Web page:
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Successful Hitchhiking

This reviewer gives hitching one thumb up. Photo by Mary Reed.

You’re four miles by foot from your car and it’s getting dark. You’ve shredded your bike tube and you’re 50 miles from home. You’re just plain lost, but you’ve found a road. The one-digit solution? Your thumb.

The key to successful and safe hitching is, apparently, there isn’t one. “Very few specific factors affect how you get a ride – it’s mostly random,” says Duncan from Ohio, who has logged 20,000 miles hitchhiking or train jumping (Duncan declines to give his last name). However, there are methods for increasing your odds of getting picked up.

Select a good starting point. People in cities aren’t usually going long distances, but the edge of town – city or small town – is a good place to start. Even if you’re barely in the front country, there are better places than others to pick up a ride. “If the highway’s not working, go to a busy gas station,” Duncan advises, “Your ratio of getting picked up then (is better) based on the face-to-face conversation, where they can see that you’re not a psychopath.” Ditto the parking lot of a trailhead or put in. Approaching someone for a ride works better than sticking out your thumb. Which leads us to …

Stick out your thumb. “The thumb is the universal signal that everyone understands,” Duncan says, allowing that a big handwritten sign with your destination is a good idea, too. If your destination is hundreds or even thousands of miles away, consider writing a closer destination so you don’t scare off people who might think they have to take you the whole way.

Dress for success. Some advise that you dress like the kind of person you want picking you up. Duncan doesn’t think there is a correlation between what you wear and getting a ride. He does point out, however, that for women it’s extremely important not to look like a sex worker.

Other than that, anything goes. “Ratty is sort of what people expect; that’s in the box of ‘hitchhiker,’” Duncan says, “If I’m dressed up, they’re like ‘Why is this dressed-up guy by the side of the road?’” Nonetheless, if you’re standing there with your bike, your backpack or your boat, it’s reasonable to expect a fellow cyclist, backpacker or paddler will sympathize with your plight (or adventure) and pick you up. Duncan says he never has a problem getting picked up with his bike.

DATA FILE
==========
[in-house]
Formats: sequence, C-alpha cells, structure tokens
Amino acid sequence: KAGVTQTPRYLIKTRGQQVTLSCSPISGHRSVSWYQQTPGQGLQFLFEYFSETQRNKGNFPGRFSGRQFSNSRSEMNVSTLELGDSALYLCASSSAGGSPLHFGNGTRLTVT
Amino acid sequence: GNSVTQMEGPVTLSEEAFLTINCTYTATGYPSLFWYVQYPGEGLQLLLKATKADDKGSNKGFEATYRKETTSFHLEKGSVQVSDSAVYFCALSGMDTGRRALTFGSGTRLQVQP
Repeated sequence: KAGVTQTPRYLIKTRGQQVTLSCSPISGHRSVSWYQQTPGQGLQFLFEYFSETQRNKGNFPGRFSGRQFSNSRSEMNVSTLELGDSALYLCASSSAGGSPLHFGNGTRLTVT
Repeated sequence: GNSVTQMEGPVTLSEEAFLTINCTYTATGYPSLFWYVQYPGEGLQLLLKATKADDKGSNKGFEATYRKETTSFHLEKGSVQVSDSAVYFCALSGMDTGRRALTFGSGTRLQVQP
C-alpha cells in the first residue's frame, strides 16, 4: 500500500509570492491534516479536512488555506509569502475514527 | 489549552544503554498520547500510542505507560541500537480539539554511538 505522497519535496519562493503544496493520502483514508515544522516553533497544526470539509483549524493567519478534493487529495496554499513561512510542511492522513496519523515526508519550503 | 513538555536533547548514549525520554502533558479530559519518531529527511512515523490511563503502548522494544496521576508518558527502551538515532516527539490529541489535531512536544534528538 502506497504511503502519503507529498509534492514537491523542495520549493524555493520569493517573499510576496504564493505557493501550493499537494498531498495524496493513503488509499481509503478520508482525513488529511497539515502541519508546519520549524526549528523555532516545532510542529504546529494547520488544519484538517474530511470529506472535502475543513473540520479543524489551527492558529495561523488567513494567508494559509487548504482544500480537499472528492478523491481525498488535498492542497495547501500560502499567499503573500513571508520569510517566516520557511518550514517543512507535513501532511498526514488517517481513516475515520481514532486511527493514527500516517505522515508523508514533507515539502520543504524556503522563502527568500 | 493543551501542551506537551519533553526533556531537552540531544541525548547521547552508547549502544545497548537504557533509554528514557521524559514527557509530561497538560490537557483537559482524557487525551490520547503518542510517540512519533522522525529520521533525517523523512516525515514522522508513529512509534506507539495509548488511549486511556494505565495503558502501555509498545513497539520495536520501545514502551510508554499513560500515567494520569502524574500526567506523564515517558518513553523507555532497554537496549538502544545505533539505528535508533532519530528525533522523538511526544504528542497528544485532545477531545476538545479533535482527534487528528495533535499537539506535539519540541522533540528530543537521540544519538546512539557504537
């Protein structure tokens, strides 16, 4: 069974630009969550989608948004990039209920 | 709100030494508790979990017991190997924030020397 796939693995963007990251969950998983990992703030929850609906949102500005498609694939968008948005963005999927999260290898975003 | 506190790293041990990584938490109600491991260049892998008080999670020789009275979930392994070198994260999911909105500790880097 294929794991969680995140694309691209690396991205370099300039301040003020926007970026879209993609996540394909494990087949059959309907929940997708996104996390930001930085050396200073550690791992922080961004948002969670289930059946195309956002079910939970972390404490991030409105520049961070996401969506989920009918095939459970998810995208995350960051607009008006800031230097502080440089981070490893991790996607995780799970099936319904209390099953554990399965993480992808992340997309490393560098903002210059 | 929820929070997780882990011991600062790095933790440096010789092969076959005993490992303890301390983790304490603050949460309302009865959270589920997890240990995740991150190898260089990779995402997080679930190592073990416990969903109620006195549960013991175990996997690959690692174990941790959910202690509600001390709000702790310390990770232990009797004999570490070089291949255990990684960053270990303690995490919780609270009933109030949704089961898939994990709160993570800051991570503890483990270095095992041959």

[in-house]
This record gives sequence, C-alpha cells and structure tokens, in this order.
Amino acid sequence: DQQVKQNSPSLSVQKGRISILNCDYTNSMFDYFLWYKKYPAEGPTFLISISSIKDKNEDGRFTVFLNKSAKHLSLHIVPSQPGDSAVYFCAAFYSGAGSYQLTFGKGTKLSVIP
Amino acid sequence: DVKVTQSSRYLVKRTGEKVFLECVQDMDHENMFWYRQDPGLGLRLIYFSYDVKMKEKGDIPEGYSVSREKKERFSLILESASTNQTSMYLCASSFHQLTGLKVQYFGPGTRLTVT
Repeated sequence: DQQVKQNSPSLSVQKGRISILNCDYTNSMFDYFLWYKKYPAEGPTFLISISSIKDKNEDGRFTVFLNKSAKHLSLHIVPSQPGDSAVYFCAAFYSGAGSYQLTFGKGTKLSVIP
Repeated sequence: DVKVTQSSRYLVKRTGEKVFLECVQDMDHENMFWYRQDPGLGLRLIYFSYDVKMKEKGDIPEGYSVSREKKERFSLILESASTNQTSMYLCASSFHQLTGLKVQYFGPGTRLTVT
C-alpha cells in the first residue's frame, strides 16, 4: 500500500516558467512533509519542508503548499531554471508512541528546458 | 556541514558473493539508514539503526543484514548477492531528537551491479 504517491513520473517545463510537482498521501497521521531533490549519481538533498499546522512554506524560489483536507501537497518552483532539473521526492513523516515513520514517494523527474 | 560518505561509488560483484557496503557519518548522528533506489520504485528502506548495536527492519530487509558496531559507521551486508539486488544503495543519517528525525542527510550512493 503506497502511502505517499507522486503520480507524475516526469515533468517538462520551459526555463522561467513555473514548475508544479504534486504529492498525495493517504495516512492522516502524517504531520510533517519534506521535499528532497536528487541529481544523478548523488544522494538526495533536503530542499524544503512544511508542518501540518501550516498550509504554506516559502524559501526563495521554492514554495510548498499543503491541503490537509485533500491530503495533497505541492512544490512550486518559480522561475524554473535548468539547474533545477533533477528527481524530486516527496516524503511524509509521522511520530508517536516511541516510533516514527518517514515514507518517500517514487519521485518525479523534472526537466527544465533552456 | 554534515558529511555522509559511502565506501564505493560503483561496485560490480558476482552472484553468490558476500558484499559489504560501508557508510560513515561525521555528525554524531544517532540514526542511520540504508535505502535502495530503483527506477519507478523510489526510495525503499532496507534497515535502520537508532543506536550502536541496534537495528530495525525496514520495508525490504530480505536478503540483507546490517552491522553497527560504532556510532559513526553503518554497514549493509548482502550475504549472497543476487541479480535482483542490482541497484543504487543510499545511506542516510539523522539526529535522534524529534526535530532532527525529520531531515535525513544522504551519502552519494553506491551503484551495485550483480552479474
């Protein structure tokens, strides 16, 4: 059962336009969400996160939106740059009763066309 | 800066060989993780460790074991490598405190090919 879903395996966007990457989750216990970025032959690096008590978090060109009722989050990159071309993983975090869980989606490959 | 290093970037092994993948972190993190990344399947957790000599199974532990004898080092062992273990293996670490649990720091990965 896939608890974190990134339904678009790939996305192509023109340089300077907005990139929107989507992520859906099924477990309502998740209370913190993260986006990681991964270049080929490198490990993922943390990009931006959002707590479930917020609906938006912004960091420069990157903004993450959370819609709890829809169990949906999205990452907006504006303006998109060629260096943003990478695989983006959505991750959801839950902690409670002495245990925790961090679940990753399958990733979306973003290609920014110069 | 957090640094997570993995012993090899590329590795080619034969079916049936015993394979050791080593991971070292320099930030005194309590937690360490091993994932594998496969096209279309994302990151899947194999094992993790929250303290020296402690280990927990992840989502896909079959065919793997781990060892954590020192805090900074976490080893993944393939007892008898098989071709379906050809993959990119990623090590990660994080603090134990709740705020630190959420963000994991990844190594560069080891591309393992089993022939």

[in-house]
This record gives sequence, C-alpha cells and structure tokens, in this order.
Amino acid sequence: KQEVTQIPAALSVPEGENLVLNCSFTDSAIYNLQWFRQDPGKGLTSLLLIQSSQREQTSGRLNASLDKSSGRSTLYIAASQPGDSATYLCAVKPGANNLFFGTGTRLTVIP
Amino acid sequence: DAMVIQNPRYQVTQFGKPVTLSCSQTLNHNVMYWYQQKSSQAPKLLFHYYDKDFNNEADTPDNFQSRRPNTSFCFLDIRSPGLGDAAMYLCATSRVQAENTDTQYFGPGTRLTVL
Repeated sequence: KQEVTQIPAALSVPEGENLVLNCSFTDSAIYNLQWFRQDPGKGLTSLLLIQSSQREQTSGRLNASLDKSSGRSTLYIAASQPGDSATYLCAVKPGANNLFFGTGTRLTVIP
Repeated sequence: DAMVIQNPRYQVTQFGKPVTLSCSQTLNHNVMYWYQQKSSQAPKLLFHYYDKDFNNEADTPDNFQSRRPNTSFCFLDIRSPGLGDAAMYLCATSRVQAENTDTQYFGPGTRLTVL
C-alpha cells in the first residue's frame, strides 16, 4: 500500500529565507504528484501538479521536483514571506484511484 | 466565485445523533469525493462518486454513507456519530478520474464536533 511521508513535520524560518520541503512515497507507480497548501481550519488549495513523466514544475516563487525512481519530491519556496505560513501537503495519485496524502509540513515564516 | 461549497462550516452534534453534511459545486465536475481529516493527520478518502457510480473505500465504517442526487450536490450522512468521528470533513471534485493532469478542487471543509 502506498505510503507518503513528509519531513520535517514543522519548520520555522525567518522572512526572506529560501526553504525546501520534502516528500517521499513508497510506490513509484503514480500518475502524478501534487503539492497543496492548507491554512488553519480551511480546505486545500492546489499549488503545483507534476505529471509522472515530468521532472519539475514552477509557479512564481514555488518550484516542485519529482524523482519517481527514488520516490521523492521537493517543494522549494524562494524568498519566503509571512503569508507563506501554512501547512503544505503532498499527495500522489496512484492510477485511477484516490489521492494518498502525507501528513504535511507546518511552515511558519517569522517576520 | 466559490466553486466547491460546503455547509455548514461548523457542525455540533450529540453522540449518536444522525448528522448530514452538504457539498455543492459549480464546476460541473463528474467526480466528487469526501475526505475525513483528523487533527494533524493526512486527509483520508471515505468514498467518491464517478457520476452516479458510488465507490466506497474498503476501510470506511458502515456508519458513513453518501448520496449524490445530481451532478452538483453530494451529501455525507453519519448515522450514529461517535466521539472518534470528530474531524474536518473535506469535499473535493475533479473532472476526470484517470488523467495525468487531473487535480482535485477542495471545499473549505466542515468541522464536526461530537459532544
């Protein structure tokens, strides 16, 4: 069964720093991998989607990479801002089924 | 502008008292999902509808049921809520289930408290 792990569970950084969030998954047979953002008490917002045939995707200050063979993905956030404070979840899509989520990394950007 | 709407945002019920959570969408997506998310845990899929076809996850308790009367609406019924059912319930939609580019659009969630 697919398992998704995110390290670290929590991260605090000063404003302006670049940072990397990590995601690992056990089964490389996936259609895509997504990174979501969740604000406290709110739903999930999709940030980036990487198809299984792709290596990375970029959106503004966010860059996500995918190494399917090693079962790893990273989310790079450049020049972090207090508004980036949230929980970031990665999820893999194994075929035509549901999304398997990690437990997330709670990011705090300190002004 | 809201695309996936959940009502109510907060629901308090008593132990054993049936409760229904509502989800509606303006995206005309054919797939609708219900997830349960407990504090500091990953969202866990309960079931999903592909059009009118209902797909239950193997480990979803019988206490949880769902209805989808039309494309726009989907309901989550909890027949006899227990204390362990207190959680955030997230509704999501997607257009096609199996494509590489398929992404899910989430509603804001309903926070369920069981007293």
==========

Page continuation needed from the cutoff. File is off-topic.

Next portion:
Talk to your potential ride. “Try and talk to the person before you get in the car,” Duncan says. This is easy enough, since you need to determine if they can give you a ride to where you’re going. Be sure to ask where they’ll let you off so you don’t end up stuck in the middle of nowhere. “Just try to make a quick judgment, (get) a quick feel for the person,” Duncan says. If you’re not prepared to turn down a ride because you’re uncomfortable with someone, you’re not ready to hitchhike.

Use the buddy system. Duncan says the chances of getting picked up alone or with more people are about the same. But, he adds, “Hitching with a friend is definitely better for morale.” It beats standing by yourself on the side of the road for hours. If you’re a woman, you will be more secure if you hitch with another person. Duncan likes to play this betting game: each person thumbing it guesses how many cars will pass until one stops to pick you up. Whoever is closest to the actual number wins.

Obey the law. Except on highways, hitchhiking generally is not against the law. That said, some people complain when they see hitchhikers and cops will respond to those complaints. Other cops just don’t want you on their beat and will give you a free ride to the edge of their jurisdiction. It’s important to obey the law, including drug laws (don’t carry any), since there is a real chance you will get stopped by law enforcement. Generally, Duncan says, they just ask for your ID (be sure to have it on you) and leave you alone.

Is Hitchhiking Safe?
The Bureau of Criminal Statistics does not keep records on crimes associated with hitchhiking. Virtually no academic studies cover the topic either. Hard and fast numbers on the safety or danger of hitchhiking are just not available. Whatever the dangers, they are greater for women than men. Most experienced hitchhikers consider it safe and most who are too afraid to hitch think it is dangerous. This article does not advocate hitchhiking, but will hopefully help you do it safely and successfully if you find yourself in need of a ride.

Try this tip: Before getting into a vehicle, call or text a friend from your cell phone with the license plate number. Do it conspicuously so the driver will know.